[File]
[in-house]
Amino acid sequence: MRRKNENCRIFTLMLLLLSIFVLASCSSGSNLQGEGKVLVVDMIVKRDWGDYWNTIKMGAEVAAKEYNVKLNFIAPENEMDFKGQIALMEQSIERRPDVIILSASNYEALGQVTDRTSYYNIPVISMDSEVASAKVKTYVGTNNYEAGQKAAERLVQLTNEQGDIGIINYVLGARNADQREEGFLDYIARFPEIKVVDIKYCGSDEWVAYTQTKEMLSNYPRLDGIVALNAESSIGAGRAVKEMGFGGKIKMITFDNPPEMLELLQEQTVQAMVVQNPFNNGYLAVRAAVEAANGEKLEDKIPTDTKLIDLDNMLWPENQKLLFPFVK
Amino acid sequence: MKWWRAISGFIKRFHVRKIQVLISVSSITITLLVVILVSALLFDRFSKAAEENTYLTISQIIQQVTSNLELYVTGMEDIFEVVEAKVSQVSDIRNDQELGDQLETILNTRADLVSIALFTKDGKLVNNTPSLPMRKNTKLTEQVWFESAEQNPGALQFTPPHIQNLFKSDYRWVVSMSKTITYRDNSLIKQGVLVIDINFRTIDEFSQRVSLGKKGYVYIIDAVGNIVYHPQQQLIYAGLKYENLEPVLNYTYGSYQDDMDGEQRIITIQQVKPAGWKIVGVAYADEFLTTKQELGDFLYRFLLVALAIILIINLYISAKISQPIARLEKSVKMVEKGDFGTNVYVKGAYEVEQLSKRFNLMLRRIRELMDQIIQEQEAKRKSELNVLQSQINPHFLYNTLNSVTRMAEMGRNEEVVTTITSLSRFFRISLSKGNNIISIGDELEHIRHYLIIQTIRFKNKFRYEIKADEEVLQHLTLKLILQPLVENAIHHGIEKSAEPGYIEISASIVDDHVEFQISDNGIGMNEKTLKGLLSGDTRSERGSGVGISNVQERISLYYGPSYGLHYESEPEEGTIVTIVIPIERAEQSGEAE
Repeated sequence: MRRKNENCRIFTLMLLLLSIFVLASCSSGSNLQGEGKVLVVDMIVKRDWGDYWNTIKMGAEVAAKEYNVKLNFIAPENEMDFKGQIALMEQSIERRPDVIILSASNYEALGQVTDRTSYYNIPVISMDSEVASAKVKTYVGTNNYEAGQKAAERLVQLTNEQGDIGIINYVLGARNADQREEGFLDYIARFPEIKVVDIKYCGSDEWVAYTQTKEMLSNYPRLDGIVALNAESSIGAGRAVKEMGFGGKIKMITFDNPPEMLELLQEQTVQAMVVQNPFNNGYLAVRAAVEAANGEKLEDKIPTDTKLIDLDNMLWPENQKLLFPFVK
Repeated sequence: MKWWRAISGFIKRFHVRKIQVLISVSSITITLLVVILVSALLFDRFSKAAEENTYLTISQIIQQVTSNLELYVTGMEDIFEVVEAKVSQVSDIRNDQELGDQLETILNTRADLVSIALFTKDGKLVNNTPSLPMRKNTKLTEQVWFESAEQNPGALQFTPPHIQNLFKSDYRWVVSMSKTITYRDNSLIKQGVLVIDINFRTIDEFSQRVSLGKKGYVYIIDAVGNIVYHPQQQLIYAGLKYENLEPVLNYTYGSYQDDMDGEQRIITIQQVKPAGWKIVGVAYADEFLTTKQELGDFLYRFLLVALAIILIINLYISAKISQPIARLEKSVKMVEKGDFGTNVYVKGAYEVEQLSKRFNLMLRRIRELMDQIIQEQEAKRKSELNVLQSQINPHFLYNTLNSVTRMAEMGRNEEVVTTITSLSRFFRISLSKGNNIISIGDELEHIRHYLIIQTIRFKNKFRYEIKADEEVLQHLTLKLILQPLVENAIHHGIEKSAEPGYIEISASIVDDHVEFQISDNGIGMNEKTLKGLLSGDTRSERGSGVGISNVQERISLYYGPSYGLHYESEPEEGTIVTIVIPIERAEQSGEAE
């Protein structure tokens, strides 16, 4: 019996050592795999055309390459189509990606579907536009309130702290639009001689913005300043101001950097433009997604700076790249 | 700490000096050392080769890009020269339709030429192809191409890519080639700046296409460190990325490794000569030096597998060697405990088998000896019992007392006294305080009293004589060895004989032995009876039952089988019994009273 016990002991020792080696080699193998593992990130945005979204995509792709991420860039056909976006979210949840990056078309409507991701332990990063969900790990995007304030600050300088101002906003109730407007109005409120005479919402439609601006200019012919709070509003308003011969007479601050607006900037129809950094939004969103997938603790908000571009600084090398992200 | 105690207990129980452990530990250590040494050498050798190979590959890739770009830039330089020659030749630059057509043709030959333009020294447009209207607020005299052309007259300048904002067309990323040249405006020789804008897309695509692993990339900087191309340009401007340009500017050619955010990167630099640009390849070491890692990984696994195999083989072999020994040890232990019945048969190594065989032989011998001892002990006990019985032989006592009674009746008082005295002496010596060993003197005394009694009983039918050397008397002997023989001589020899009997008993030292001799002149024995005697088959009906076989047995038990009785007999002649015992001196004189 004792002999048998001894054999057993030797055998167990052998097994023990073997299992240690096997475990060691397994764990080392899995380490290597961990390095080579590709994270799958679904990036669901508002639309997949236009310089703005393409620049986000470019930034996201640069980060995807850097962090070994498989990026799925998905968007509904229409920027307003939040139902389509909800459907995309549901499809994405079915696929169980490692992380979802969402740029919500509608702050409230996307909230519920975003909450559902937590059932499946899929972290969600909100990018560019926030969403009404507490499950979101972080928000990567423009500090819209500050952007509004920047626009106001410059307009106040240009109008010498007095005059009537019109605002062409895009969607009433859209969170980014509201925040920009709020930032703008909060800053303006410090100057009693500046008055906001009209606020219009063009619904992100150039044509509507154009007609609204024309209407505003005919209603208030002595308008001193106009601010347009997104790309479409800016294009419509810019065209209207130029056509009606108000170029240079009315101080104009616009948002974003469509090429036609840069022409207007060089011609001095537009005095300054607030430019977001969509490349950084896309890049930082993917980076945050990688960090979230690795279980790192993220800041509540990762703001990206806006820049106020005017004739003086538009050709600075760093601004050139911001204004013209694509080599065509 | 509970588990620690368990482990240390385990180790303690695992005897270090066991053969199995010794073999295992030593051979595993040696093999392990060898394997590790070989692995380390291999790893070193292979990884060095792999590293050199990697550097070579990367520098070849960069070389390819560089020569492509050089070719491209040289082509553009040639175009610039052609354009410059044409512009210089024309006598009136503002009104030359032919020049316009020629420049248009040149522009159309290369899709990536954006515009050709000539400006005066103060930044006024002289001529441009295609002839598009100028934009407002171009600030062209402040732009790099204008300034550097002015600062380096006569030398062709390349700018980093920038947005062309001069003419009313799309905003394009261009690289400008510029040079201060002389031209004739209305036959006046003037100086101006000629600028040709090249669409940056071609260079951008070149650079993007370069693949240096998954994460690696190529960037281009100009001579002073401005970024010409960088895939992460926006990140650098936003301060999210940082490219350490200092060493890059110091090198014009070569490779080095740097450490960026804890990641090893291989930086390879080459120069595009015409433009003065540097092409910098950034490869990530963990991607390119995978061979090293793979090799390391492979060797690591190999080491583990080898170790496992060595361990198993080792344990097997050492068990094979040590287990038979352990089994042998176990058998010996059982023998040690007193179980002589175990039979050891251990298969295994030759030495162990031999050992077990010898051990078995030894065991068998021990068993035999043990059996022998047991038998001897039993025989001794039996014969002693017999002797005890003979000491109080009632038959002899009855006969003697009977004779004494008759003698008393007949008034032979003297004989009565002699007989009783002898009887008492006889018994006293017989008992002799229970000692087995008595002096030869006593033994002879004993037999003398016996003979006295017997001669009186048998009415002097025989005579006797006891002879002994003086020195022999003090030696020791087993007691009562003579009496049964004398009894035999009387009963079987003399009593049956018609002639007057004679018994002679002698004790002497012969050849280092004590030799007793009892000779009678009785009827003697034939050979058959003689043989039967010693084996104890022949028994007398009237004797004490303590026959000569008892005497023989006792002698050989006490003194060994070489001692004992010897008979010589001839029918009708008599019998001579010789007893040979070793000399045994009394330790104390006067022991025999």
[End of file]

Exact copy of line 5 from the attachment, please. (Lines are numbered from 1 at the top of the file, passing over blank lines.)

Repeated sequence: MKWWRAISGFIKRFHVRKIQVLISVSSITITLLVVILVSALLFDRFSKAAEENTYLTISQIIQQVTSNLELYVTGMEDIFEVVEAKVSQVSDIRNDQELGDQLETILNTRADLVSIALFTKDGKLVNNTPSLPMRKNTKLTEQVWFESAEQNPGALQFTPPHIQNLFKSDYRWVVSMSKTITYRDNSLIKQGVLVIDINFRTIDEFSQRVSLGKKGYVYIIDAVGNIVYHPQQQLIYAGLKYENLEPVLNYTYGSYQDDMDGEQRIITIQQVKPAGWKIVGVAYADEFLTTKQELGDFLYRFLLVALAIILIINLYISAKISQPIARLEKSVKMVEKGDFGTNVYVKGAYEVEQLSKRFNLMLRRIRELMDQIIQEQEAKRKSELNVLQSQINPHFLYNTLNSVTRMAEMGRNEEVVTTITSLSRFFRISLSKGNNIISIGDELEHIRHYLIIQTIRFKNKFRYEIKADEEVLQHLTLKLILQPLVENAIHHGIEKSAEPGYIEISASIVDDHVEFQISDNGIGMNEKTLKGLLSGDTRSERGSGVGISNVQERISLYYGPSYGLHYESEPEEGTIVTIVIPIERAEQSGEAE